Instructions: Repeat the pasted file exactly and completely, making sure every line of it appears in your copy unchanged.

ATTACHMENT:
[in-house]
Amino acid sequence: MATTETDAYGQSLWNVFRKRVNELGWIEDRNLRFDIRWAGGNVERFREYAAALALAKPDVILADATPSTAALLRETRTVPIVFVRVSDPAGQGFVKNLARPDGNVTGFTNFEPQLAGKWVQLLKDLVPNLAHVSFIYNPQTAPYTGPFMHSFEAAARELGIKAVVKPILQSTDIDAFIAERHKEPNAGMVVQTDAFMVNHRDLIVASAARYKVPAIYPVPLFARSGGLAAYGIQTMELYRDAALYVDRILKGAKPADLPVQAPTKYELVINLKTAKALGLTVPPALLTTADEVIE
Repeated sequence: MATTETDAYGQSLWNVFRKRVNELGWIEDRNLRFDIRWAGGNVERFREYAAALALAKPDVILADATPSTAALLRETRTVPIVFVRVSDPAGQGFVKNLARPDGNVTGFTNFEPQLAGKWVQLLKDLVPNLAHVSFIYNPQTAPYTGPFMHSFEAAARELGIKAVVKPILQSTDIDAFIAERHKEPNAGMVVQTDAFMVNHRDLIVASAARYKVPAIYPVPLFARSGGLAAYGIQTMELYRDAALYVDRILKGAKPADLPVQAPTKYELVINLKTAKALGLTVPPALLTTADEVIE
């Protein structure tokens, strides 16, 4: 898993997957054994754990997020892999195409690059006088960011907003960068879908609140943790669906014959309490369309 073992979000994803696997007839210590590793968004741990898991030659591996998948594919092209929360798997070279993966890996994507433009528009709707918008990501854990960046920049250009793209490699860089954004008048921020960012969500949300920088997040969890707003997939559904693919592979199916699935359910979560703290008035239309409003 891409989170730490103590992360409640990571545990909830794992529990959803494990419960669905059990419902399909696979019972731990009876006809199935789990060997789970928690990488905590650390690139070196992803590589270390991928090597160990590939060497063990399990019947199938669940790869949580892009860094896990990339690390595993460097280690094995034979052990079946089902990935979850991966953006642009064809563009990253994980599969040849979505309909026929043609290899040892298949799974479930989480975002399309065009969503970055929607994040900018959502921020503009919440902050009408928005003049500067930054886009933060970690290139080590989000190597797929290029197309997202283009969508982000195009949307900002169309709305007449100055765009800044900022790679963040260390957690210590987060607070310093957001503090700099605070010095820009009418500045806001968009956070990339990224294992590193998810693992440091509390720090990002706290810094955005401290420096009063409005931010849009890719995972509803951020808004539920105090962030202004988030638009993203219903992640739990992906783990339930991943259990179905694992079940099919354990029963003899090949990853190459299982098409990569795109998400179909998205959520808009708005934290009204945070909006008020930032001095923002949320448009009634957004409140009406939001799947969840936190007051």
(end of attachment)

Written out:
[in-house]
Amino acid sequence: MATTETDAYGQSLWNVFRKRVNELGWIEDRNLRFDIRWAGGNVERFREYAAALALAKPDVILADATPSTAALLRETRTVPIVFVRVSDPAGQGFVKNLARPDGNVTGFTNFEPQLAGKWVQLLKDLVPNLAHVSFIYNPQTAPYTGPFMHSFEAAARELGIKAVVKPILQSTDIDAFIAERHKEPNAGMVVQTDAFMVNHRDLIVASAARYKVPAIYPVPLFARSGGLAAYGIQTMELYRDAALYVDRILKGAKPADLPVQAPTKYELVINLKTAKALGLTVPPALLTTADEVIE
Repeated sequence: MATTETDAYGQSLWNVFRKRVNELGWIEDRNLRFDIRWAGGNVERFREYAAALALAKPDVILADATPSTAALLRETRTVPIVFVRVSDPAGQGFVKNLARPDGNVTGFTNFEPQLAGKWVQLLKDLVPNLAHVSFIYNPQTAPYTGPFMHSFEAAARELGIKAVVKPILQSTDIDAFIAERHKEPNAGMVVQTDAFMVNHRDLIVASAARYKVPAIYPVPLFARSGGLAAYGIQTMELYRDAALYVDRILKGAKPADLPVQAPTKYELVINLKTAKALGLTVPPALLTTADEVIE
């Protein structure tokens, strides 16, 4: 898993997957054994754990997020892999195409690059006088960011907003960068879908609140943790669906014959309490369309 073992979000994803696997007839210590590793968004741990898991030659591996998948594919092209929360798997070279993966890996994507433009528009709707918008990501854990960046920049250009793209490699860089954004008048921020960012969500949300920088997040969890707003997939559904693919592979199916699935359910979560703290008035239309409003 891409989170730490103590992360409640990571545990909830794992529990959803494990419960669905059990419902399909696979019972731990009876006809199935789990060997789970928690990488905590650390690139070196992803590589270390991928090597160990590939060497063990399990019947199938669940790869949580892009860094896990990339690390595993460097280690094995034979052990079946089902990935979850991966953006642009064809563009990253994980599969040849979505309909026929043609290899040892298949799974479930989480975002399309065009969503970055929607994040900018959502921020503009919440902050009408928005003049500067930054886009933060970690290139080590989000190597797929290029197309997202283009969508982000195009949307900002169309709305007449100055765009800044900022790679963040260390957690210590987060607070310093957001503090700099605070010095820009009418500045806001968009956070990339990224294992590193998810693992440091509390720090990002706290810094955005401290420096009063409005931010849009890719995972509803951020808004539920105090962030202004988030638009993203219903992640739990992906783990339930991943259990179905694992079940099919354990029963003899090949990853190459299982098409990569795109998400179909998205959520808009708005934290009204945070909006008020930032001095923002949320448009009634957004409140009406939001799947969840936190007051």